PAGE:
Article From the Summer 2003 Issue of


The Journal of the New York Museum of Transportation


Another new addition to the visitor offering is a 100-year-old horse drawn milk truck on long-term loan. Bruce Miller, who operated the last independent dairy in Rochester, purchased and underwrote the restoration of this great vehicle, and heís happy to see it find a home and an appreciative audience on our exhibit floor. The varnish finish reveals the painstaking craftsmanship in the original truck and that of Bruceís brother in law who did the restoration.

Bruce delivered the truck along with a horse mannequin, and he plans to also provide harness, a milkman in uniform, and the assorted bottles, crates, etc. to turn the vehicle into a full exhibit. At present the truck is near R&E interurban 157, which represents the fact that milk was often shipped on interurbans and local trains from lineside farms to the city for distribution by small dairies. Weíre looking for some old milk cans to place near the truck to interpret this part of the history, so call us if you can help!

The Keiser Dairy ("Be Wiser, Drink Keiser") was operated by Bruceís family until just a few years ago. In a capsule history of the business, he tells us that at one time there were 400(!) independent dairies in Rochester and their function was to obtain bulk milk, separate it into a few products and bottle them, perhaps add their own butter and eggs, and make daily deliveries. In an era when even ice boxes were something of a luxury, dairy products spoiled quickly, so daily delivery was essential. With only horse power to do that work, and over a limited area, it naturally involved a lot of dairies and a lot of delivery teams. World War II required a reduction to 2 days a week delivery, and according to Bruce after the war things never changed back. More people were buying refrigerators, and home building in the suburbs strengthened supermarket sales of dairy products.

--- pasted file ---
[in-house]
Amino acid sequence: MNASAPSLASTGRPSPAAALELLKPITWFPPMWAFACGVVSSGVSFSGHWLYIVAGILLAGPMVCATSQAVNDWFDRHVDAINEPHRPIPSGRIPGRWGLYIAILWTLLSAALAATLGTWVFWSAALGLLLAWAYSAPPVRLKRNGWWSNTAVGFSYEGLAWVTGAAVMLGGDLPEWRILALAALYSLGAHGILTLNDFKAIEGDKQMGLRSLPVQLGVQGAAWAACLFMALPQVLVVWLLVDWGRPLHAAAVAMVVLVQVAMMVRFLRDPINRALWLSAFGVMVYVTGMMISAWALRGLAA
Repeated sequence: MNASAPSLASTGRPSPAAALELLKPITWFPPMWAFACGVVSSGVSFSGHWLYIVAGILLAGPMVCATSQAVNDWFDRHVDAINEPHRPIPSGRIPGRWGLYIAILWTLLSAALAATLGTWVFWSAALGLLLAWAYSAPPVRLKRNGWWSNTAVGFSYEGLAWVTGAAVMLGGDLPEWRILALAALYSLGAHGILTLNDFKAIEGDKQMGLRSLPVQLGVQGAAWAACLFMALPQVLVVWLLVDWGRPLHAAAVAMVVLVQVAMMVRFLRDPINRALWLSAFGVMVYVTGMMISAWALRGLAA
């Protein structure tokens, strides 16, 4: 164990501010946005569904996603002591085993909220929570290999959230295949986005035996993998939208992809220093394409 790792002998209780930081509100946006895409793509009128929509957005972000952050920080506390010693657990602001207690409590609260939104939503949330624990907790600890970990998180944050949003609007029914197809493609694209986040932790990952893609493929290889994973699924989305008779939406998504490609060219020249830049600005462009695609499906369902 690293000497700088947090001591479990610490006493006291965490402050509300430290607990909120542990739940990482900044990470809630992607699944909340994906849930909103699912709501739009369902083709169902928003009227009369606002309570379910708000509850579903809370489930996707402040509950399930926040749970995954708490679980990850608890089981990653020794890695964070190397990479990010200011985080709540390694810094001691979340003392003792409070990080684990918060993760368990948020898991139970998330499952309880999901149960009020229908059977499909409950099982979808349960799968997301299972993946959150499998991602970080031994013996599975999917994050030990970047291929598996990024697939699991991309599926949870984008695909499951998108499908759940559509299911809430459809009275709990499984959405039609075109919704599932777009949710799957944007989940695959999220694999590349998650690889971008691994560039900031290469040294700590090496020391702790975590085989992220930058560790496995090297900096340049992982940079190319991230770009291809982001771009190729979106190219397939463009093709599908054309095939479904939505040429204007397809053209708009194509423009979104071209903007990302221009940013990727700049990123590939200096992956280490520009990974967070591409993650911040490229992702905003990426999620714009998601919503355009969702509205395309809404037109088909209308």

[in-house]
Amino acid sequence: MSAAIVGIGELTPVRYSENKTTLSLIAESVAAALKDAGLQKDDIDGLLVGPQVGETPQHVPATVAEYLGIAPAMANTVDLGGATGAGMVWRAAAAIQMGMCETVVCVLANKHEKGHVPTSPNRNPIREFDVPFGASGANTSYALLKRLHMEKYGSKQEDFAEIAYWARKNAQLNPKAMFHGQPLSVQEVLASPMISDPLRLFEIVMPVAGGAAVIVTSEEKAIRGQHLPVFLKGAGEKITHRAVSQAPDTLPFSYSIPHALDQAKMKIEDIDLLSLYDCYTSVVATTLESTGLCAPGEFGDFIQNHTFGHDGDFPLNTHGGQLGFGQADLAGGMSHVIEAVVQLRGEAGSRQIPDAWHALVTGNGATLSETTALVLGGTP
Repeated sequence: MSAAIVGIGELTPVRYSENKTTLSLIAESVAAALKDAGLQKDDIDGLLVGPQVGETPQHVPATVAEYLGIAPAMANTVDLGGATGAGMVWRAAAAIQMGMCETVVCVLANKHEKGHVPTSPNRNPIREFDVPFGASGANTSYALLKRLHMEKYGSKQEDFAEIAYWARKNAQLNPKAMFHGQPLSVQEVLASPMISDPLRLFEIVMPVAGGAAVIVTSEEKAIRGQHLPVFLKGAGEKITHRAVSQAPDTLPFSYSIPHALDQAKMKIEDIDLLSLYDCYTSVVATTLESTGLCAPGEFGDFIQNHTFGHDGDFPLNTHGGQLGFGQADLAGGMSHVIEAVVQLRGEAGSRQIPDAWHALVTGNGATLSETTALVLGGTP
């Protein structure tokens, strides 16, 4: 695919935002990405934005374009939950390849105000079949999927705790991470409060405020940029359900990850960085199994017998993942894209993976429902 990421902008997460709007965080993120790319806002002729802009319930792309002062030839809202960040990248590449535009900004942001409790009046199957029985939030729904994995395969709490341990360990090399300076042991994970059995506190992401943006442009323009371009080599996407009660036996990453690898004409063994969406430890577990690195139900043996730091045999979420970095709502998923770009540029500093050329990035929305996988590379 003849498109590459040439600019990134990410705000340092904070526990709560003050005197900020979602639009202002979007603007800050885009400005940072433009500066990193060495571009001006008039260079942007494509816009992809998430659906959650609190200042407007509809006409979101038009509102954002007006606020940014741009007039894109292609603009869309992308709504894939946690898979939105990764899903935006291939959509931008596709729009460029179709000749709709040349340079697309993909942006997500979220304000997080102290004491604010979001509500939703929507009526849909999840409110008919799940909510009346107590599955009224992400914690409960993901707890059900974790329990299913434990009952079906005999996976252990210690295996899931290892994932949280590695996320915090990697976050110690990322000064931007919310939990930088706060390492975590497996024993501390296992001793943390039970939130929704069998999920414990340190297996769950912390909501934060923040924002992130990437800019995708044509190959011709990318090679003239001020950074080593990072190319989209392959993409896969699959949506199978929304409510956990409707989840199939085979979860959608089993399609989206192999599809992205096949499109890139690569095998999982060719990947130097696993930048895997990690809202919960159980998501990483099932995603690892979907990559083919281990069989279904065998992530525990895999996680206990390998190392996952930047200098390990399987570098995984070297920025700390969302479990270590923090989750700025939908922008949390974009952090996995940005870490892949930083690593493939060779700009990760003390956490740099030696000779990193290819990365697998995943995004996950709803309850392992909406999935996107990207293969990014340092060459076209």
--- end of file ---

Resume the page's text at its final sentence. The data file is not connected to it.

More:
Bruce Millerís great looking horse drawn milk truck is a fine
     new exhibit at the museum.

Many changes have come since. Milk now comes from large dairy farms, shipped to a handful of local bottlers. In the old days cream was separated for sale and the skimmed milk was tossed out, while today "skim" milk is a popularly consumed and butter and cheese are stockpiled by the Federal Government to help keep the dairying industry solvent.

Transportation is more than moving people, and itís more than the big trains and trolleys that are at the center of our collection. Weíre delighted to include this handsome milk truck in our visitor experience, and we thank Bruce Miller for allowing us to do so.